A01 – Tibor Szemzö – ”Skullbase Fractures”
A02 – Zwitschermaschine – ”Geh über die Grenze”
A03 – Der Demokratische Konsum – ”Krebs ohne Stuhl”
A04 – Vágtázó Halottkémek – ”Másféle Táj”
A05 – Vladimir Tarasov – ”Atto III «Drumtheatre» (excerpt)”
B01 – New Composers – ”One Minute to Start”
B02 – AG. Geige – ”Elektrische Banane”
B03 – Borghesia – ”Divlja”
B04 – A. E. Bizottság – ”Pek-Pek”
B05 – Ziemia Mindel Würm – ”Untitled”
C01 – NSRD – ”Ost West”
C02 – New Composers – ”Max-Industry”
C03 – DG 307 – ”Co Sme?”
C04 – Praffdata – ”Live in Remont, Warsaw”
C05 – Aktual – ”Atentát Na Kulturu”
D01 – Katalin Ladik – ”Oplakivanje”
D02 – Kilhets – ”Kilhets”
D03 – Pffft…! – ”Live at Intermedia I (Zonic edit)”
D04 – Vágtázó Halottkémek – ”Live in Petőfi Csarnok”
D05 – Andrzej Mitan, Włodzimierz Borowski, Cezary Staniszewski, Tomasz Wilmanski – ”Ptaki”
D06 – Ornament & Verbrechen – ”Der lächelnde Chinese”
This double LP compilation is a meeting of musicians and artists that never happened. They never shared the same stage, and their activities never combined into a movement. Mostly active in the 1970s and 1980s in the Union of Soviet Socialist Republics, the Hungarian People’s Republic, the Czechoslovak Socialist Republic, the People’s Republic of Poland, the Socialist Federal Republic of Yugoslavia and the German Democratic Republic, the groups and individuals who feature on this record were often divided by the insular and paranoid policies of the communist states in which they lived. Yet, they belonged to a richly imagined and stimulating commonwealth of ideas, images and desires.
Some of the music was recorded during energetic public concerts; some of it was laid down in home-made studios, and some in state recording facilities. Improvisation – when access to stages and equipment were carefully rationed by power – was not just a matter of musical extemporisation: it was often the result of necessity. All of it, in all its diversity, shares a common thread of provocative ideas and emancipation through musical expression.
The resulting mix is extremely varied and cuts across different epochs, styles and countries. It comprises the brutal attacks on “state-sanctioned” cultural projects of Czech group Aktual, who were influenced by Fluxus, via Katalin Ladik’s avant-garde vocal artistry influenced by folk music from the province of Vojvodina, or the psychedelic rhythms of Lithuanian jazz drummer Vladimir Tarasov; also represented are DG 307, the Czech underground heroes who were close affiliates of the band The Plastic People of the Universe; the radical progressive rock of Kilhets, who were rather more closely affiliated with the Prague Jazz Section (Jazzová sekce) and favoured using more official channels subversively; post-punk, as played by the East Berlin band Ornament & Verbrechen, influenced by the Geniale Dilletanten and industrial music; and the even more crazily spun out group Der demokratische Konsum. In the south of the GDR, there was the Dresden-based art punk band Zwitschermaschine; the Kunstkrach (art noise) project Pffft…! from Leipzig; as well as the absurdist electronic AG. Geige from Karl-Marx-Stadt (now Chemnitz), who found their weird soul and sound mates in the Latvian band NSRD (Restoration Workshop of Unfelt Feelings). They in turn would have been a good fit at the FV disco events hosted by the video artists and gay rights pioneers Borghesia, who are considered to have been trailblazers of (queer) club culture, a title which in the Soviet Union, and particularly in Leningrad, Novye Kompository (New Composers) could have rightly claimed for themselves. In addition, there is the tempestuous punk shamanism of Vágtázó Halottkémek aka The Galloping Coroners, the neo-dadaist post-punk jazz spectacle of A. E. Bizottság, and the cerebral, experimental compositions of Tibor Szemző, the subliminal cacophony of Praffdata from Poland, a real-life twitter installation by Andrzej Mitan, and the dirty ritualistic beats of Ziemia Mindel Würm.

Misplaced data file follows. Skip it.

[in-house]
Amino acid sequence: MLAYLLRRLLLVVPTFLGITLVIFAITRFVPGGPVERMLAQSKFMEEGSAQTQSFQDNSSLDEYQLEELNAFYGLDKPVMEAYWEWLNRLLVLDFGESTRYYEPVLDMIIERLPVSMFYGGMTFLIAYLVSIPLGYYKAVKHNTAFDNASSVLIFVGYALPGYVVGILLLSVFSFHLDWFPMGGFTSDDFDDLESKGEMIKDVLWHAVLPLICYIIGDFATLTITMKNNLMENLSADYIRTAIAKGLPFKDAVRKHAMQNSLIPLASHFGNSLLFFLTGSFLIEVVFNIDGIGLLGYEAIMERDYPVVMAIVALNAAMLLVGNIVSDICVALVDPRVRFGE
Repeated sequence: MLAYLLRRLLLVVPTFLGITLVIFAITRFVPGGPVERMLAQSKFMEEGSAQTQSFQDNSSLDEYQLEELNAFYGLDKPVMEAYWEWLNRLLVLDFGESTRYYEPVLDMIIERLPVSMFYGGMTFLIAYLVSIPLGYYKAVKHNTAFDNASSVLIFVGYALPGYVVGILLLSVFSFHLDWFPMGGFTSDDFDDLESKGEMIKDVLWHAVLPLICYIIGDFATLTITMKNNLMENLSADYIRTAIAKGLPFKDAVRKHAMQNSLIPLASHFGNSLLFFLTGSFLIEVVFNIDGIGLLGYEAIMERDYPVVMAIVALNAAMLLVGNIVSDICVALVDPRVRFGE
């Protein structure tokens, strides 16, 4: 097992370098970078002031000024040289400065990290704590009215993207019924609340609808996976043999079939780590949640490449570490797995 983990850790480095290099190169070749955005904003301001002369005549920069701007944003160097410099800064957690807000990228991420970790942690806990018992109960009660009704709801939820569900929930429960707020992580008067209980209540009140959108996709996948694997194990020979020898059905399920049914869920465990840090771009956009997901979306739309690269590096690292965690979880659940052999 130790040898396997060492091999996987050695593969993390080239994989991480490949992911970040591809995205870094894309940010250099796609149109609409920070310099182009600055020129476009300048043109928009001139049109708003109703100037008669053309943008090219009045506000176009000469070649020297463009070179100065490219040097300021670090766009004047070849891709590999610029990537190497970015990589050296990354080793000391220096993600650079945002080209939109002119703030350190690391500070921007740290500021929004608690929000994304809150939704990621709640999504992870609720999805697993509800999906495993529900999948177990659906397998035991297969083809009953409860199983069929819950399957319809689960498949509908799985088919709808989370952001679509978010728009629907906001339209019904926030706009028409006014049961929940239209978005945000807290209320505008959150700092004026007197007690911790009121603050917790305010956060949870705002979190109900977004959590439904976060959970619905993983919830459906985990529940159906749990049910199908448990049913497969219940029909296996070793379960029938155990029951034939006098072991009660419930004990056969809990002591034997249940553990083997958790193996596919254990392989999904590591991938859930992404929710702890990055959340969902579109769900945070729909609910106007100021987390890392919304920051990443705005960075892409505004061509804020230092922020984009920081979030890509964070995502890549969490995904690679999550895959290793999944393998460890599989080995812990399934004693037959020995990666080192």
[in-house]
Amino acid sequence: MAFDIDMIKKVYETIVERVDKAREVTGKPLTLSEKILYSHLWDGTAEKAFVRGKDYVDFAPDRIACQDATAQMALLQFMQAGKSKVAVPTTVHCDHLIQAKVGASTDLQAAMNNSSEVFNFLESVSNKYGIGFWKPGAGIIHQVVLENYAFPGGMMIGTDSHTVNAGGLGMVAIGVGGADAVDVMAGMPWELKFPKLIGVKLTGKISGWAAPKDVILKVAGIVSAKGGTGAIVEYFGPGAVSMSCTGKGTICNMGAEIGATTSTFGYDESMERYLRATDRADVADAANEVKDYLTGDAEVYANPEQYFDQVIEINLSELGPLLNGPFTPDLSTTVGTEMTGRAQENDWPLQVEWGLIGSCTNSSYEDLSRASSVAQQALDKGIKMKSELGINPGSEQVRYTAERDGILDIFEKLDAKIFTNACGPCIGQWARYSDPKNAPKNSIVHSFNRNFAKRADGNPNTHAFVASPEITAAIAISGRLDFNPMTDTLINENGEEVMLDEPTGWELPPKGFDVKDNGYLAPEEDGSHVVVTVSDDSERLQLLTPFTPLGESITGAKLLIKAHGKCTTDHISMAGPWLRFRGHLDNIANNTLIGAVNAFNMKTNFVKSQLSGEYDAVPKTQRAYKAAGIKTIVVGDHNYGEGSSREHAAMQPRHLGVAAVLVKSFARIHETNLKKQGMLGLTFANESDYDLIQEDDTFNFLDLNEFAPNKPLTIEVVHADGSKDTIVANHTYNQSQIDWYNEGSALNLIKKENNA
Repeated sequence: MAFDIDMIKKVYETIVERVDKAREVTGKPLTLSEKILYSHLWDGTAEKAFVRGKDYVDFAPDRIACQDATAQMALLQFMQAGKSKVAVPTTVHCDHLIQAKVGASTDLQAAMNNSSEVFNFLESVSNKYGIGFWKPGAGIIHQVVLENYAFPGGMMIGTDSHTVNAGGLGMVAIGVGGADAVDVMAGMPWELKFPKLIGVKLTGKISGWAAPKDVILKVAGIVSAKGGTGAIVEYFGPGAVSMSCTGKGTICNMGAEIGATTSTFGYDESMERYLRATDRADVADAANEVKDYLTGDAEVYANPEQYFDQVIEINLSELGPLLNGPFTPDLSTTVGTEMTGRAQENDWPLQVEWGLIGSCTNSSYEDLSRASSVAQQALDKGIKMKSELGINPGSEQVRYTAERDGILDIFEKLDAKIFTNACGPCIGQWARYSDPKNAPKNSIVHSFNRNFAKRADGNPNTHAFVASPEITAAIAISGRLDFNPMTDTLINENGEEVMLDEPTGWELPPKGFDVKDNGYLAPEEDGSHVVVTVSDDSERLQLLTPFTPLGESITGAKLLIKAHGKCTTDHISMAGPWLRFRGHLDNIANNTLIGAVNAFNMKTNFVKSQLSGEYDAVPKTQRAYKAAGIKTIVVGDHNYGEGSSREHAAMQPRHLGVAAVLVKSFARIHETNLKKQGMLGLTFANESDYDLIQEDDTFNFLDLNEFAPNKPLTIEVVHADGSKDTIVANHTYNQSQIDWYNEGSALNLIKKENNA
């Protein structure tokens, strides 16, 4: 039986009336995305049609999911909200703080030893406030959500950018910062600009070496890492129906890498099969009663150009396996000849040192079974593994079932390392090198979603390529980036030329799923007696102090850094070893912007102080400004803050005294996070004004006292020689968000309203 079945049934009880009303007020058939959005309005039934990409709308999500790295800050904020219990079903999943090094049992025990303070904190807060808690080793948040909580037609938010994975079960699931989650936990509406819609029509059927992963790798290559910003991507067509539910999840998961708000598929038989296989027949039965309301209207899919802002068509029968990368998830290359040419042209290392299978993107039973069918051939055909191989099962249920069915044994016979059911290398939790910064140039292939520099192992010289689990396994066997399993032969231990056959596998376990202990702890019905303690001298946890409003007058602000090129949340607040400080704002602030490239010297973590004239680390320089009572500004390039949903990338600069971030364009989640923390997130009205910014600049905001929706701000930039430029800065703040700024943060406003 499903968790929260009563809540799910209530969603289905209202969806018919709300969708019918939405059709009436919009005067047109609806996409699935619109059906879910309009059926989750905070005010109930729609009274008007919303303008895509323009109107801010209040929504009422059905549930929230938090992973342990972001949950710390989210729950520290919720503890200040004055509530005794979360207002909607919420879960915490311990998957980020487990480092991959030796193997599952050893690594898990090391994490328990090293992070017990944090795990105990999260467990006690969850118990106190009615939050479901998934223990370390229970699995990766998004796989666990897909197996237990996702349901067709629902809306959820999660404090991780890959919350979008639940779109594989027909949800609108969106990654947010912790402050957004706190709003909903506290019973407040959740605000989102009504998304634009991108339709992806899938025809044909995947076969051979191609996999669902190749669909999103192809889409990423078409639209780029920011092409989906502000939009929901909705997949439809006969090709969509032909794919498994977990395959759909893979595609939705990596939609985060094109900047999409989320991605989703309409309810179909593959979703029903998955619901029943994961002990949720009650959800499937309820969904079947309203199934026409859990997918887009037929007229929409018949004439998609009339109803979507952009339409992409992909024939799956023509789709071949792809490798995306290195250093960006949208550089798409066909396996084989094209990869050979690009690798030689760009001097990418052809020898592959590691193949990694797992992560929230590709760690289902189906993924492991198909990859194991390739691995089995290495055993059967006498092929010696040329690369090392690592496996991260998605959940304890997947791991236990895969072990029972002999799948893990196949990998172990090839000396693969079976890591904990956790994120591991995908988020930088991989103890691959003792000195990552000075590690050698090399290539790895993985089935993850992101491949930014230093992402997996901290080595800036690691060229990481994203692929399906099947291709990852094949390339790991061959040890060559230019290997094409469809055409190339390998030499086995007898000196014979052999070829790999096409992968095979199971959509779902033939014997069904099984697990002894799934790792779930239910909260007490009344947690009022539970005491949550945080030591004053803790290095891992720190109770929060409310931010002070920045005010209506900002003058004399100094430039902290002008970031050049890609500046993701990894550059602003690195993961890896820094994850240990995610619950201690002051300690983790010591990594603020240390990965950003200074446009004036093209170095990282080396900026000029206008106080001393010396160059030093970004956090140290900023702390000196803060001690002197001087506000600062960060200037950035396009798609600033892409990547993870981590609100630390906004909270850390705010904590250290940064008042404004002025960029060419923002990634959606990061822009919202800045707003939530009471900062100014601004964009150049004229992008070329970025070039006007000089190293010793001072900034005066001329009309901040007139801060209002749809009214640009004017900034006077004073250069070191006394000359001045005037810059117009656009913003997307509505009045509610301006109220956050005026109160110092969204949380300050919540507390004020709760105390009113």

These are the sounds that oscillated between the “official” sphere of art, which it rarely entered, and the deepest recesses of subculture: Sounds that quite probably have never been heard before in this constellation – definitely not beyond their national borders.
Here, they are presented with essays that describe their origins and hint at the riches still left to discover in those (almost) hype-free Eastern sound zones.
This compilation signals the coming together of four different projects which have been covering overlooked histories and alternative art in the former Eastern Bloc and Yugoslavia in the second half of the 20th century: Germany’s Major Label and Zonic platform, Poland’s Notes From the Underground exhibition and Portugal’s Unearthing the Music project.